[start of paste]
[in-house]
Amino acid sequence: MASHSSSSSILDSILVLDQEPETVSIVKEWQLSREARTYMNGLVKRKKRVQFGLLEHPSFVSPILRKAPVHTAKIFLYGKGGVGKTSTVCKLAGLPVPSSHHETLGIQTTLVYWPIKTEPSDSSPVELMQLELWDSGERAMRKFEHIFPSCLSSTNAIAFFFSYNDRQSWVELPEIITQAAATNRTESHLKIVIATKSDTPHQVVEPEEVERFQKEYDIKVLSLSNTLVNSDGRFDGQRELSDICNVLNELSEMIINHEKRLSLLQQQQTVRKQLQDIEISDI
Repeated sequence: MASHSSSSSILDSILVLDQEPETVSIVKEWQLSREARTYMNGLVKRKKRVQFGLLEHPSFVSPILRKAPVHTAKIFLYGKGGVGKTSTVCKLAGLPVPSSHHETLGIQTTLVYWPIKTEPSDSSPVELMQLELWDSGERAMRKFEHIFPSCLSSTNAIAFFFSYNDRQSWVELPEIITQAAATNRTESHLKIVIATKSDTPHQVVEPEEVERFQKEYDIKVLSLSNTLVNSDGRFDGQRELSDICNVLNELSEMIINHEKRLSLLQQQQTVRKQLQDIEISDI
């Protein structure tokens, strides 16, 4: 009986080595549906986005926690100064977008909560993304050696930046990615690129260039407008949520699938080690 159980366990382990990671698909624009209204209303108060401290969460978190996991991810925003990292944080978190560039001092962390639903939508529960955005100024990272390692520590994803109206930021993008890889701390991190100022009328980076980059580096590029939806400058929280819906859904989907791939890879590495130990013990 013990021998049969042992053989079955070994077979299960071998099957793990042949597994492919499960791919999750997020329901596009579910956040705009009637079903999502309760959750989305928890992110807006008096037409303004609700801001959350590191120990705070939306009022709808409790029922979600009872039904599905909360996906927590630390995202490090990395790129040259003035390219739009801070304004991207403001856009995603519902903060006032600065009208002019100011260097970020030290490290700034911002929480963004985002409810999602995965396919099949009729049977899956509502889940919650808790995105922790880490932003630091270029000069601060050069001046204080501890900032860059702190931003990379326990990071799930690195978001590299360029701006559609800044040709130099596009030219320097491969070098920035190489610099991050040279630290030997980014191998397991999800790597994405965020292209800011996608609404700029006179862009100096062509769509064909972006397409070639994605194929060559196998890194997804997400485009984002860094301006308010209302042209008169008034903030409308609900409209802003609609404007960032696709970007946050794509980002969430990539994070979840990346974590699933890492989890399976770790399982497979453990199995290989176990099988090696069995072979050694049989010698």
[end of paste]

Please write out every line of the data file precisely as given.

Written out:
[in-house]
Amino acid sequence: MASHSSSSSILDSILVLDQEPETVSIVKEWQLSREARTYMNGLVKRKKRVQFGLLEHPSFVSPILRKAPVHTAKIFLYGKGGVGKTSTVCKLAGLPVPSSHHETLGIQTTLVYWPIKTEPSDSSPVELMQLELWDSGERAMRKFEHIFPSCLSSTNAIAFFFSYNDRQSWVELPEIITQAAATNRTESHLKIVIATKSDTPHQVVEPEEVERFQKEYDIKVLSLSNTLVNSDGRFDGQRELSDICNVLNELSEMIINHEKRLSLLQQQQTVRKQLQDIEISDI
Repeated sequence: MASHSSSSSILDSILVLDQEPETVSIVKEWQLSREARTYMNGLVKRKKRVQFGLLEHPSFVSPILRKAPVHTAKIFLYGKGGVGKTSTVCKLAGLPVPSSHHETLGIQTTLVYWPIKTEPSDSSPVELMQLELWDSGERAMRKFEHIFPSCLSSTNAIAFFFSYNDRQSWVELPEIITQAAATNRTESHLKIVIATKSDTPHQVVEPEEVERFQKEYDIKVLSLSNTLVNSDGRFDGQRELSDICNVLNELSEMIINHEKRLSLLQQQQTVRKQLQDIEISDI
């Protein structure tokens, strides 16, 4: 009986080595549906986005926690100064977008909560993304050696930046990615690129260039407008949520699938080690 159980366990382990990671698909624009209204209303108060401290969460978190996991991810925003990292944080978190560039001092962390639903939508529960955005100024990272390692520590994803109206930021993008890889701390991190100022009328980076980059580096590029939806400058929280819906859904989907791939890879590495130990013990 013990021998049969042992053989079955070994077979299960071998099957793990042949597994492919499960791919999750997020329901596009579910956040705009009637079903999502309760959750989305928890992110807006008096037409303004609700801001959350590191120990705070939306009022709808409790029922979600009872039904599905909360996906927590630390995202490090990395790129040259003035390219739009801070304004991207403001856009995603519902903060006032600065009208002019100011260097970020030290490290700034911002929480963004985002409810999602995965396919099949009729049977899956509502889940919650808790995105922790880490932003630091270029000069601060050069001046204080501890900032860059702190931003990379326990990071799930690195978001590299360029701006559609800044040709130099596009030219320097491969070098920035190489610099991050040279630290030997980014191998397991999800790597994405965020292209800011996608609404700029006179862009100096062509769509064909972006397409070639994605194929060559196998890194997804997400485009984002860094301006308010209302042209008169008034903030409308609900409209802003609609404007960032696709970007946050794509980002969430990539994070979840990346974590699933890492989890399976770790399982497979453990199995290989176990099988090696069995072979050694049989010698």